At 16, Nick Twisp is wry about his teen funk: he lives in Oakland with his sex-addled mother; his father's child support is her meal ticket. While camping in Ukiah, Nick meets Sheeni: for him, it's love at first sight. Nick has to figure out how to get his father a job in Ukiah, then how to get sent to live with his father, then how to get close to Sheeni, whose religious parents may want her sent away from temptation to a boarding school. There's also Sheeni's all-American boyfriend to contend with. Overwhelmed by the challenges, Nick's about to give up when he conjures an alter ego who whispers revolt into his ear. Nick is not altogether hapless, but can this end well? Written by
When you hear that Michael Cera will be playing yet another nerdy virginal dweeb, your first reaction is likely to include a couple of eyerolls and other dismissive motions. Here he plays an effete high schooler named Nick Twisp who thinks he's found the girl of his dreams during a lakefront vacation. Only to get the girl he needs to man up and become more dangerous, so he invents a subpersona named Francois, a dashing lad full of derring-do. This black comedy has plenty of laughs amid a wacky, absurdist atmosphere.
Nick Twisp. Great name for a fictional character; terrible name for a real person, I would think. Nick is into Frank Sinatra, his computer, and classic prose; he lives with his trailer-trash mom (Jean Smart) and her ne'er-do-well current boyfriend (played with laid-back zeal by Zach Galifianakis). Nick is as stammery as any other Michael Cera character, and his approach to the fairer sex is, unsurprisingly, ineffective.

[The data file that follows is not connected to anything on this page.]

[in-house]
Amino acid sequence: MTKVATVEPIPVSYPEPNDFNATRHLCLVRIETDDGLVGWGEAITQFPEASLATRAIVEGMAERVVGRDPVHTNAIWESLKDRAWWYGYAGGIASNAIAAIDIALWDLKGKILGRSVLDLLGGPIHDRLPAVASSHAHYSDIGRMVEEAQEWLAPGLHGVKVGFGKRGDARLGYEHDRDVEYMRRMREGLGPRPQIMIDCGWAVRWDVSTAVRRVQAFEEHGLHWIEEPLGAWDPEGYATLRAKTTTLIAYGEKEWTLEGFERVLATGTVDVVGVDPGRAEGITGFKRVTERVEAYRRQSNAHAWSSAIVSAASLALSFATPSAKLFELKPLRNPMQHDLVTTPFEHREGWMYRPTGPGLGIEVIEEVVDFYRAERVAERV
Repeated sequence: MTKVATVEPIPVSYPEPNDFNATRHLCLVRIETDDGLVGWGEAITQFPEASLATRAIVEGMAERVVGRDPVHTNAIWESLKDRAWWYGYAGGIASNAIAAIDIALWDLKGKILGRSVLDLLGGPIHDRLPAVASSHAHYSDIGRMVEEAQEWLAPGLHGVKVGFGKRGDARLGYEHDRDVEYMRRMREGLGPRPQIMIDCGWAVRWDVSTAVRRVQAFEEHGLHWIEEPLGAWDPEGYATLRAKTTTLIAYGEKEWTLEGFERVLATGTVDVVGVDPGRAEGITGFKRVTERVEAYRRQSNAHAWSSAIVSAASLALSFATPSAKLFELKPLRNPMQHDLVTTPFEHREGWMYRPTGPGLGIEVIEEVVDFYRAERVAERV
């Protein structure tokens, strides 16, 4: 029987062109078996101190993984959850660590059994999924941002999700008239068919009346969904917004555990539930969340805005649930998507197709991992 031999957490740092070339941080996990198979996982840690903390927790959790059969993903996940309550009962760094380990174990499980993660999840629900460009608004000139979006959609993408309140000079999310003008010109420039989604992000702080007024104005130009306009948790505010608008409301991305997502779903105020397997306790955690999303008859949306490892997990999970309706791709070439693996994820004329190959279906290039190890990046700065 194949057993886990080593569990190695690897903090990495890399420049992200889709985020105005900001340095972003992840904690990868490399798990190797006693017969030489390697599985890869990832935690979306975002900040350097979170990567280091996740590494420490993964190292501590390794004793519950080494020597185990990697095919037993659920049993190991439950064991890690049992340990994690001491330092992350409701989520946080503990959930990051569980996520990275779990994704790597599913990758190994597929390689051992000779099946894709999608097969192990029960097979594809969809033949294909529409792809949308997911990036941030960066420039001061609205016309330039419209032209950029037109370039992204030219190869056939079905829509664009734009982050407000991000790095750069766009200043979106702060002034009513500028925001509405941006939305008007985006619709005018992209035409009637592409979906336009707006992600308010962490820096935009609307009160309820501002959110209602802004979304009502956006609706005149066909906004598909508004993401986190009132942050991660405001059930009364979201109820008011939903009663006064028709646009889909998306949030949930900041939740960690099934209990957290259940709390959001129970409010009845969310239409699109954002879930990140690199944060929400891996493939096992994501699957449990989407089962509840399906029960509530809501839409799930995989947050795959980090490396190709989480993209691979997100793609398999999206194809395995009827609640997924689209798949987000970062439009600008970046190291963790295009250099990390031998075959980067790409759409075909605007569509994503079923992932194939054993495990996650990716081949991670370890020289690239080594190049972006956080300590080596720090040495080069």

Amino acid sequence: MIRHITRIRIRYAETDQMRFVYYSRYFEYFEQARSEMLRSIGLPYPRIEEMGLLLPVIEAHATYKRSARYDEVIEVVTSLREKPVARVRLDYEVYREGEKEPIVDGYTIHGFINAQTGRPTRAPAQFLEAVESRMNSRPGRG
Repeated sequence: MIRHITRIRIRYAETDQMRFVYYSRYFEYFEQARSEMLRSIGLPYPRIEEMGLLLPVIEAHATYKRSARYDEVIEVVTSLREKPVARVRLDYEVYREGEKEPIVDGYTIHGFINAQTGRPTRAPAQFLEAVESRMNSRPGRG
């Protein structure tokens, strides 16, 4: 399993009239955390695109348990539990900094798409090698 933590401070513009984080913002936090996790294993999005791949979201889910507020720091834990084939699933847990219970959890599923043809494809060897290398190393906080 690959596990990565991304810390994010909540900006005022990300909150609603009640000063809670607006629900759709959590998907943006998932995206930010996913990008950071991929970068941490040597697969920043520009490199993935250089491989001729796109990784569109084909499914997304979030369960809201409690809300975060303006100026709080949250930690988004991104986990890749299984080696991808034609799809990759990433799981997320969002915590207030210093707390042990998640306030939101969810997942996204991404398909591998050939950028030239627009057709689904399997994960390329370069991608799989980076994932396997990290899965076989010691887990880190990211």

Things look up when he meets neighbor Sheeni Saunders (Portia Doubleday, who is both enigmatic and ebullient as Sheeni), who's gorgeous and fun to be with. It's not long before Nick decides Sheeni's the one for him. But it's quickly revealed that Sheeni already has a boyfriend, a real manly man named Trent. How can anyone played by Michael Cera compete with a guy named Trent? Easy by inventing an alter ego that gives voice to his rampaging id, a rogueish cad named Francois (because Sheeni loves French things). Francois allows Nick to do and say things that he'd never otherwise say.
And that's when things really take off. The pleasure of this movie is twofold. First, Cera's delivery and the script by Gustin Nash go together like Forrest Gump and Jenny. The jokes are often laugh-out-loud quality, and it's at least partly due to Cera's sometimes-mumbled, frightened-rabbit replies. His funny lines are played straight, and somehow it works. Second, the absurd escalating situations in which Nick finds himself as a result of his own actions, it should be noted are funny the same way Mr. Creosote's predicament was funny in Monty Python's The Meaning of Life. The stuff Nick does at the behest of Francois to win Sheemi's heart are hilarious yet unlikely and yet they ring true nonetheless.
It also helps that Cera is supported by some damn funny actors: Galifianakis is a hoot in a somewhat dark role; Steve Buscemi plays Nick's dad with vulgar intensity (as if he were a domesticated version of Mr. Pink); Justin Long, of all people, is Sheeni's stoner older brother; M. Emmett Walsh (who's perhaps a tad too old to be the father of a teen) is Sheeni's dad; Mary Kay Place is the mom; Smart as Nick's mom; and Adhir Kalyan as a fellow student who helps Nick in his quest for Sheeni. Oh, and Fred Willard as a neighbor who likes to save illegal immigrants from the INS.
I know the word "quirky" is overused for oddball comedies today, particularly those starring Michael Cera (who, if he plays another Nick, may as well dot his face with bloodied pieces of tissue paper), but this one outquirks most of them. Even with all the madness zooming around this film, at the heart of things is the love between a girl and a boy and the lengths either will go to protect that bond. This movie should appeal to those who like offbeat romances.
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